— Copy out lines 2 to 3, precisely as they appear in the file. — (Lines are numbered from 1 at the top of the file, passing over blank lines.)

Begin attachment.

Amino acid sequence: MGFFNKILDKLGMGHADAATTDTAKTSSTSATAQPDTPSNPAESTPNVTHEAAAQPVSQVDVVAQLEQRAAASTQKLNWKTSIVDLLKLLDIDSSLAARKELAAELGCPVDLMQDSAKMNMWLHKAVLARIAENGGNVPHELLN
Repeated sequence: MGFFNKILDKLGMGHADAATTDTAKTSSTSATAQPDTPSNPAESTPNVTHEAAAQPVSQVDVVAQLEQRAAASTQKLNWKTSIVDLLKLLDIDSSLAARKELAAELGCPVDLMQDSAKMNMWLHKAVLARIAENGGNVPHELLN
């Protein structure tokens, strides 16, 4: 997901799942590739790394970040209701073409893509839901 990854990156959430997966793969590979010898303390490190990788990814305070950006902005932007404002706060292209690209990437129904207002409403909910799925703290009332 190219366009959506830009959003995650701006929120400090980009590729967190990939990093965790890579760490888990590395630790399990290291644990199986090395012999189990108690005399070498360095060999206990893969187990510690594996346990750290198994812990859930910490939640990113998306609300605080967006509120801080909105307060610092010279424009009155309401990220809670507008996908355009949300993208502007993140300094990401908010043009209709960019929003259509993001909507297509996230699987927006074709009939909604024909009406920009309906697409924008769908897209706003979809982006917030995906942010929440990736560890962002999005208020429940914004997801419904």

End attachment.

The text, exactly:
Repeated sequence: MGFFNKILDKLGMGHADAATTDTAKTSSTSATAQPDTPSNPAESTPNVTHEAAAQPVSQVDVVAQLEQRAAASTQKLNWKTSIVDLLKLLDIDSSLAARKELAAELGCPVDLMQDSAKMNMWLHKAVLARIAENGGNVPHELLN
């Protein structure tokens, strides 16, 4: 997901799942590739790394970040209701073409893509839901 990854990156959430997966793969590979010898303390490190990788990814305070950006902005932007404002706060292209690209990437129904207002409403909910799925703290009332 190219366009959506830009959003995650701006929120400090980009590729967190990939990093965790890579760490888990590395630790399990290291644990199986090395012999189990108690005399070498360095060999206990893969187990510690594996346990750290198994812990859930910490939640990113998306609300605080967006509120801080909105307060610092010279424009009155309401990220809670507008996908355009949300993208502007993140300094990401908010043009209709960019929003259509993001909507297509996230699987927006074709009939909604024909009406920009309906697409924008769908897209706003979809982006917030995906942010929440990736560890962002999005208020429940914004997801419904």